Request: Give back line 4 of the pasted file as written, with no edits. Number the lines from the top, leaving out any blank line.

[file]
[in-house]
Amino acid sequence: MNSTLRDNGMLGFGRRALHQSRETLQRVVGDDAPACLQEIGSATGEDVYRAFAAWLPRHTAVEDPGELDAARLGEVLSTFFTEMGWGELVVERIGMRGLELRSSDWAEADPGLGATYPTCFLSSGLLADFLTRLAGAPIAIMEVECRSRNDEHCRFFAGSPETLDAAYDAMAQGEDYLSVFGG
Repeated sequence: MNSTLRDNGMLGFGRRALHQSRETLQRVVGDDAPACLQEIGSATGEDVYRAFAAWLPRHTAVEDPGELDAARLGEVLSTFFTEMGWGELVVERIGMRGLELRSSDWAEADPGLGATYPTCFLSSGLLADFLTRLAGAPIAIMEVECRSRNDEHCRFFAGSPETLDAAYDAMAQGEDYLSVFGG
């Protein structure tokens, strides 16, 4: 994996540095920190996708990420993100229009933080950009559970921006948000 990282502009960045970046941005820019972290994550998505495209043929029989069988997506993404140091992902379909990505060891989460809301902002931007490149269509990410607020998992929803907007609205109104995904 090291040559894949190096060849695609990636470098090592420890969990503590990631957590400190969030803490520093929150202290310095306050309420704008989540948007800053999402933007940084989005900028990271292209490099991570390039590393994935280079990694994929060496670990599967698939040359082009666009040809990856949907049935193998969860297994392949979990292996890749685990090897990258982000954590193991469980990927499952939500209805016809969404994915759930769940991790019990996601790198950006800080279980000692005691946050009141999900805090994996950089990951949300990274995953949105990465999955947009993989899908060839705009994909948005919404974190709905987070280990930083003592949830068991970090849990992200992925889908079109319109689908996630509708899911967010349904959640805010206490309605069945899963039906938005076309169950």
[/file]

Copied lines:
């Protein structure tokens, strides 16, 4: 994996540095920190996708990420993100229009933080950009559970921006948000 990282502009960045970046941005820019972290994550998505495209043929029989069988997506993404140091992902379909990505060891989460809301902002931007490149269509990410607020998992929803907007609205109104995904 090291040559894949190096060849695609990636470098090592420890969990503590990631957590400190969030803490520093929150202290310095306050309420704008989540948007800053999402933007940084989005900028990271292209490099991570390039590393994935280079990694994929060496670990599967698939040359082009666009040809990856949907049935193998969860297994392949979990292996890749685990090897990258982000954590193991469980990927499952939500209805016809969404994915759930769940991790019990996601790198950006800080279980000692005691946050009141999900805090994996950089990951949300990274995953949105990465999955947009993989899908060839705009994909948005919404974190709905987070280990930083003592949830068991970090849990992200992925889908079109319109689908996630509708899911967010349904959640805010206490309605069945899963039906938005076309169950």